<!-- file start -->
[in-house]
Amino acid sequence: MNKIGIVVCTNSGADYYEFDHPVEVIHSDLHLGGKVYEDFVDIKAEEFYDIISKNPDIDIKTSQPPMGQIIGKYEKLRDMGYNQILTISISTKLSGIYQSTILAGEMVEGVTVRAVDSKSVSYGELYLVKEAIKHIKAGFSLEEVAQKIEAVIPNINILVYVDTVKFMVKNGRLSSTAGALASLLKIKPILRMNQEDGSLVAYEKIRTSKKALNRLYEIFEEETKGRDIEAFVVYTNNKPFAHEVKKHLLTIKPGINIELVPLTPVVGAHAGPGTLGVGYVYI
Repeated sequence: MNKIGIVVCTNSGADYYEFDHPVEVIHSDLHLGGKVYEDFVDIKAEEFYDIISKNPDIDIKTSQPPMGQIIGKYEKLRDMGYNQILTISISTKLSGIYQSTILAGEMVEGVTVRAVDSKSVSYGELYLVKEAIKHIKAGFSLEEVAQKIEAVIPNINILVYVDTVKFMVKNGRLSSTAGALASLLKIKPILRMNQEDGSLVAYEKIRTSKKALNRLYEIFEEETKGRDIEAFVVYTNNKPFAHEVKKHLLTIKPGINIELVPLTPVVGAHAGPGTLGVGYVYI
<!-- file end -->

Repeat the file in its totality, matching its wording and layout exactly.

[in-house]
Amino acid sequence: MNKIGIVVCTNSGADYYEFDHPVEVIHSDLHLGGKVYEDFVDIKAEEFYDIISKNPDIDIKTSQPPMGQIIGKYEKLRDMGYNQILTISISTKLSGIYQSTILAGEMVEGVTVRAVDSKSVSYGELYLVKEAIKHIKAGFSLEEVAQKIEAVIPNINILVYVDTVKFMVKNGRLSSTAGALASLLKIKPILRMNQEDGSLVAYEKIRTSKKALNRLYEIFEEETKGRDIEAFVVYTNNKPFAHEVKKHLLTIKPGINIELVPLTPVVGAHAGPGTLGVGYVYI
Repeated sequence: MNKIGIVVCTNSGADYYEFDHPVEVIHSDLHLGGKVYEDFVDIKAEEFYDIISKNPDIDIKTSQPPMGQIIGKYEKLRDMGYNQILTISISTKLSGIYQSTILAGEMVEGVTVRAVDSKSVSYGELYLVKEAIKHIKAGFSLEEVAQKIEAVIPNINILVYVDTVKFMVKNGRLSSTAGALASLLKIKPILRMNQEDGSLVAYEKIRTSKKALNRLYEIFEEETKGRDIEAFVVYTNNKPFAHEVKKHLLTIKPGINIELVPLTPVVGAHAGPGTLGVGYVYI